We shall now give a direct proof of \((2)\Leftrightarrow (3)\).
Proof of Proposition 6
We only prove \((2)\Leftrightarrow (3)\). Note that for \(X\in {{\mathcal {N}}}\), by definition \(X={\mathcal {A}}_\sigma (X)\) iff \(X=E_\sigma (X)\). Then let \(\rho \) be a density matrix on \({{\mathcal {N}}}\) and define \(X=\sigma ^{\frac{1}{2}}\,\rho \,\sigma ^{\frac{1}{2}}\). We have:
where in the last line we use property 3 in Proposition 6. \(\square \)
It would be interesting to compare the two notions of “conditional” relative entropies \(D(\rho \Vert \sigma )D(\rho _{\mathcal {M}}\Vert \sigma _{\mathcal {M}})\) (introduced in [3, 10, 11]) and \(D(\rho \Vert E_{\sigma *}(\rho ))\). This is the content of the following proposition.
Proposition 7
For any state \(\eta \in {{\mathcal {D}}}({{\mathcal {N}}})\) such that \(E_{\sigma *}(\eta )=\eta \) and any state \(\rho \in {{\mathcal {D}}}({{\mathcal {N}}})\), we have
i.e. the difference of relative entropies does not depend on the choice of the invariant state for \(E_\sigma \). Consequently,
Proof
Equation (A.3) is a direct consequence of Eq. (A.2) when applied to \(\eta =E_{\sigma *}(\rho )\), so we focus on the first equation (remark that it can be seen as a counterpart of Eq. (A.1) for the difference of relative entropies). To this end, we need the following state \(\sigma _{\mathop {\mathrm{Tr}}\nolimits }\) defined in [1] and heavily exploited in [5]:
It has the property that for all \(X\in {\mathcal {F}}({\mathcal {A}}_\sigma )\), \([X,\sigma _{\mathop {\mathrm{Tr}}\nolimits }]=0\) (see Lemma 3.1 in [1]). Then it is enough to prove that for all \(\eta \in {{\mathcal {D}}}({{\mathcal {N}}})\) such that \(E_{\sigma *}(\eta )=\eta \), we have:
Now any such \(\eta \) can be written \(\eta =X\sigma _{\mathop {\mathrm{Tr}}\nolimits }\) with \(X\in {\mathcal {F}}({\mathcal {A}}_\sigma )\). Remark that by definition of \({\mathcal {F}}({\mathcal {A}}_\sigma )\), \(X\in {\mathcal {M}}\) so that \(E_\tau (\eta )=X E_\tau (\sigma _{\mathop {\mathrm{Tr}}\nolimits })\). Using the commutation between X and \(\sigma _{\mathop {\mathrm{Tr}}\nolimits }\) and developing the RHS of the previous equation we get the result. \(\square \)
1.2 A.2 Davies Semigroups
Here we consider the conditional expectation associated to the Davies dynamics that was presented in Sect. 2.4. Our first result is a characterization of the fixedpoint algebra in the Davies case.
Proposition 8
One has
where the notation \(\{ \cdot \}'\) denotes the centralizer of the set.
Proof
We recall that \({\mathcal {F}}({{\mathcal {L}}}^{{\mathrm{D},\beta }})=\{S_\alpha (\omega )\}'\). Hence, since \(\sigma ^{it}S_\alpha \sigma ^{it}\) can be expressed as a linear combination of the \(S_\alpha (\omega )\)’s by Eq. (2.12), it directly follows that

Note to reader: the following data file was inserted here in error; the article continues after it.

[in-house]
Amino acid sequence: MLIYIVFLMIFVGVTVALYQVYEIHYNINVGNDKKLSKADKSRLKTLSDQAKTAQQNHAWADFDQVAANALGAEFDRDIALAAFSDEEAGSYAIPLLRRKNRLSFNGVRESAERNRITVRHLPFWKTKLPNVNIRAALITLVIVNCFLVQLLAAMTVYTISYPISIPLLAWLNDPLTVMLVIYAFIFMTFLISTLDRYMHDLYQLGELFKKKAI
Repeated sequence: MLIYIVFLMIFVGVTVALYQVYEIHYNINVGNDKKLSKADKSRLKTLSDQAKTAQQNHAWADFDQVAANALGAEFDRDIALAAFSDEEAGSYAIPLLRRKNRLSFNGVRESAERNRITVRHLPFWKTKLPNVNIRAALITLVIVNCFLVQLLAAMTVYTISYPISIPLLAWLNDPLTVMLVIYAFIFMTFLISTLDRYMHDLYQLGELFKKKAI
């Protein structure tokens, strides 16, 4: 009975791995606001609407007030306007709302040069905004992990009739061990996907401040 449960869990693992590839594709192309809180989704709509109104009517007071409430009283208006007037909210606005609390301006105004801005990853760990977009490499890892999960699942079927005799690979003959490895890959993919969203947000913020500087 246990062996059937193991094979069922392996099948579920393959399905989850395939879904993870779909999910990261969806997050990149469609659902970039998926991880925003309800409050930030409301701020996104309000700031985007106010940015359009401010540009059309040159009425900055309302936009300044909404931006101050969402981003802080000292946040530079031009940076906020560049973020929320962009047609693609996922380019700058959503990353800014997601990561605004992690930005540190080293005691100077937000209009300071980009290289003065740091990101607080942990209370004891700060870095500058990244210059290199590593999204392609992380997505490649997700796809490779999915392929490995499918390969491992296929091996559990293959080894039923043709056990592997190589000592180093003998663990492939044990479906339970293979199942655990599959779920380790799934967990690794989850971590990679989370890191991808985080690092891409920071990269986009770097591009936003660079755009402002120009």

To prove the opposite direction, we let \(X\in \{\sigma ^{it}\,S_\alpha \,\sigma ^{it}\,;\,t\ge 0\}'\). This means in particular that, for all \(t\in {\mathbb {R}}\), and all \(\alpha \):
Since the equation holds for all \(t\in {\mathbb {R}}\), we can differentiate it \(N\equiv \{\omega \}\) times at 0 to get that, for any \(0\le n\le N1\):
Using an arbitrary labelling of the N distinct frequencies \(\omega _1,...,\omega _N\), the resulting N linear equations can be rewritten as
Since all the frequencies \(\omega _i\) are distinct, their Vandermonde matrix is invertible. Hence, \([X,S_\alpha (\omega )]=0\) for all \(\omega \), so that \(X\in {\mathcal {F}}({{\mathcal {L}}}^{\mathrm{D},\beta })\). \(\square \)
Combining this result with a result from [13], we can finally show the result stated in Theorem 1 that the conditional expectations in the Davies and the Petz cases coincide.
Proof of Theorem 1
First, we remark that both conditional expectations are selfadjoint with respect to the \(\sigma \)KMS inner product. Therefore, by uniqueness of the conditional expectation, it is enough to prove that \({\mathcal {F}}({{\mathcal {L}}}^{\mathrm{D},\beta })={\mathcal {F}}(A_{\sigma })\). The analysis of the algebra \({\mathcal {F}}(A_{\sigma })\) was carried out in [13]^{Footnote 3}. In particular, they proved (Theorem 3.3) that \({\mathcal {F}}(A_{\sigma })\) is the largest \(*\)subalgebra of \({\mathcal {M}}\) leftinvariant by the modular operator. From this characterization, it is easy to see that \({\mathcal {F}}({{\mathcal {L}}}^{\mathrm{D},\beta })\subseteq {\mathcal {F}}({{\mathcal {A}}}_\sigma )\): indeed \({\mathcal {F}}({{\mathcal {L}}}^{\mathrm{D},\beta })=\{S_\alpha (\omega )\}'\subseteq \{S_\alpha \}'\equiv {\mathcal {M}}\). Moreover, for any \(X\in {\mathcal {F}}({{\mathcal {L}}}^{\mathrm{D},\beta })\)
It remains to show that any \(*\)subalgebra \(\mathcal {V}\) of \({\mathcal {M}}\) which is invariant by \(\Delta _\sigma \) is contained in \({\mathcal {F}}({{\mathcal {L}}}^{\mathrm{D},\beta })\). This directly follows from (A.4): since for any \(X\in \mathcal {V}\), \(\Delta (X)\in \mathcal {V}\), we have that
and the result follows. \(\square \)
B Proofs
1.1 B.1 Proof of Proposition 2
Proof of Proposition 2
The proof of this result relies on the HolleyStroock perturbative argument for the Lindblad relative entropy proved in [27]. This entropic distance is defined for two positive semidefinite operators \(X,Y\in {{\mathcal {B}}}({{\mathcal {H}}})\) such that Y is full rank as
Next, we use a direct adaptation of the proof of Proposition 4.2 in [27] in order to relate the Lindblad relative entropies \(D_{\mathrm{Lin}}(\rho \Vert E_{*}^{\mathcal {M}}(\rho ))\) and \(D_{\mathrm{Lin}}(\rho \Vert E_{*}^{(0),{\mathcal {M}}}(\rho ))\). More precisely, we have that for any positive, semidefinite operators X and Y,